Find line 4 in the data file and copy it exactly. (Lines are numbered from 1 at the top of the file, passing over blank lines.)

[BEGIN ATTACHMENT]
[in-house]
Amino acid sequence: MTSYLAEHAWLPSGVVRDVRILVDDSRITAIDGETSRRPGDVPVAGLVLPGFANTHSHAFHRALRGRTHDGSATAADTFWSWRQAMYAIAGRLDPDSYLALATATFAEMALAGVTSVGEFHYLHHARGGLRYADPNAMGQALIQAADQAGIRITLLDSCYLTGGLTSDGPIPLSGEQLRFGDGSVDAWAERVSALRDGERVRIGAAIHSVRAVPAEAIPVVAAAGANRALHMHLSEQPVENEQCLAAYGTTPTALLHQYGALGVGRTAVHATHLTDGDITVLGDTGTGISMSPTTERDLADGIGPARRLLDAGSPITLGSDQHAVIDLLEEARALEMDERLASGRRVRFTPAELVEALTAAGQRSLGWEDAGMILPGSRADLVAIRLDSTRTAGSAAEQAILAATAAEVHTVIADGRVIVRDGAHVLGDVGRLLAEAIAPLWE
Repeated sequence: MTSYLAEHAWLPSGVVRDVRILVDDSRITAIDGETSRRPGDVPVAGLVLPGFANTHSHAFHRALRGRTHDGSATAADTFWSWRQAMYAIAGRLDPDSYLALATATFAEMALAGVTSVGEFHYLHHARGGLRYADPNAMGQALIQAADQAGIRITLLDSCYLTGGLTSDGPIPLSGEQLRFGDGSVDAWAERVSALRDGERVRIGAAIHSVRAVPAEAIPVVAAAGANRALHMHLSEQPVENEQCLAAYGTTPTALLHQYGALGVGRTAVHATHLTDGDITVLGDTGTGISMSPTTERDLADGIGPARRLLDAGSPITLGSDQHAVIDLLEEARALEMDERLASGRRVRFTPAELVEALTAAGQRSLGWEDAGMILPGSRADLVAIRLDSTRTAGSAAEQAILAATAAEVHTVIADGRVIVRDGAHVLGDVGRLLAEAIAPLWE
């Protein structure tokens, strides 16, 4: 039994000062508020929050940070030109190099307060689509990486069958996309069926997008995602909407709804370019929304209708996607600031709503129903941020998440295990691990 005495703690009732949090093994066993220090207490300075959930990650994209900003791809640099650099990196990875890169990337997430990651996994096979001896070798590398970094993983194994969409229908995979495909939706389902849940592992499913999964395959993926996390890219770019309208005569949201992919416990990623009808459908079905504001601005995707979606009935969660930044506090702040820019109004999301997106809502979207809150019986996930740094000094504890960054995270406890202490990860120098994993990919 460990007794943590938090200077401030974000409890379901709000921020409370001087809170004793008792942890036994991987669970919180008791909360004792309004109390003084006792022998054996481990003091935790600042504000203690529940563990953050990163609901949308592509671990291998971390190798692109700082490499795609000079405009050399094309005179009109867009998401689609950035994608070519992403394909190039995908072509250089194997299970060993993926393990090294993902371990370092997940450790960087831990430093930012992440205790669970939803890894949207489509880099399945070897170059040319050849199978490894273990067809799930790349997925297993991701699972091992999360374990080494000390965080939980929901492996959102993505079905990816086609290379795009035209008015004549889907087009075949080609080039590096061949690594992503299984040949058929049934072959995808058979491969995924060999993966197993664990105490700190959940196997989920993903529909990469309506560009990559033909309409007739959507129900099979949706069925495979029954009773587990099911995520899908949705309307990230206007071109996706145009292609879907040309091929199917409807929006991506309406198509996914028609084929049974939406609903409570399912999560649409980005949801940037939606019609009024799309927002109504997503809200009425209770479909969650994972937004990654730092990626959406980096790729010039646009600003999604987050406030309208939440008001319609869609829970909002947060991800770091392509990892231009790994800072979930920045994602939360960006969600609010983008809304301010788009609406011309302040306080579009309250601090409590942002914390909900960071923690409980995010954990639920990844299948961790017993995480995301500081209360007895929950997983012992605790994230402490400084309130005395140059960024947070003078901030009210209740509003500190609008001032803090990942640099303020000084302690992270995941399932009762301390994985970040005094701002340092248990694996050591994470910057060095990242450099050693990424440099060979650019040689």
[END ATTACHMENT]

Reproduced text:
């Protein structure tokens, strides 16, 4: 039994000062508020929050940070030109190099307060689509990486069958996309069926997008995602909407709804370019929304209708996607600031709503129903941020998440295990691990 005495703690009732949090093994066993220090207490300075959930990650994209900003791809640099650099990196990875890169990337997430990651996994096979001896070798590398970094993983194994969409229908995979495909939706389902849940592992499913999964395959993926996390890219770019309208005569949201992919416990990623009808459908079905504001601005995707979606009935969660930044506090702040820019109004999301997106809502979207809150019986996930740094000094504890960054995270406890202490990860120098994993990919 460990007794943590938090200077401030974000409890379901709000921020409370001087809170004793008792942890036994991987669970919180008791909360004792309004109390003084006792022998054996481990003091935790600042504000203690529940563990953050990163609901949308592509671990291998971390190798692109700082490499795609000079405009050399094309005179009109867009998401689609950035994608070519992403394909190039995908072509250089194997299970060993993926393990090294993902371990370092997940450790960087831990430093930012992440205790669970939803890894949207489509880099399945070897170059040319050849199978490894273990067809799930790349997925297993991701699972091992999360374990080494000390965080939980929901492996959102993505079905990816086609290379795009035209008015004549889907087009075949080609080039590096061949690594992503299984040949058929049934072959995808058979491969995924060999993966197993664990105490700190959940196997989920993903529909990469309506560009990559033909309409007739959507129900099979949706069925495979029954009773587990099911995520899908949705309307990230206007071109996706145009292609879907040309091929199917409807929006991506309406198509996914028609084929049974939406609903409570399912999560649409980005949801940037939606019609009024799309927002109504997503809200009425209770479909969650994972937004990654730092990626959406980096790729010039646009600003999604987050406030309208939440008001319609869609829970909002947060991800770091392509990892231009790994800072979930920045994602939360960006969600609010983008809304301010788009609406011309302040306080579009309250601090409590942002914390909900960071923690409980995010954990639920990844299948961790017993995480995301500081209360007895929950997983012992605790994230402490400084309130005395140059960024947070003078901030009210209740509003500190609008001032803090990942640099303020000084302690992270995941399932009762301390994985970040005094701002340092248990694996050591994470910057060095990242450099050693990424440099060979650019040689």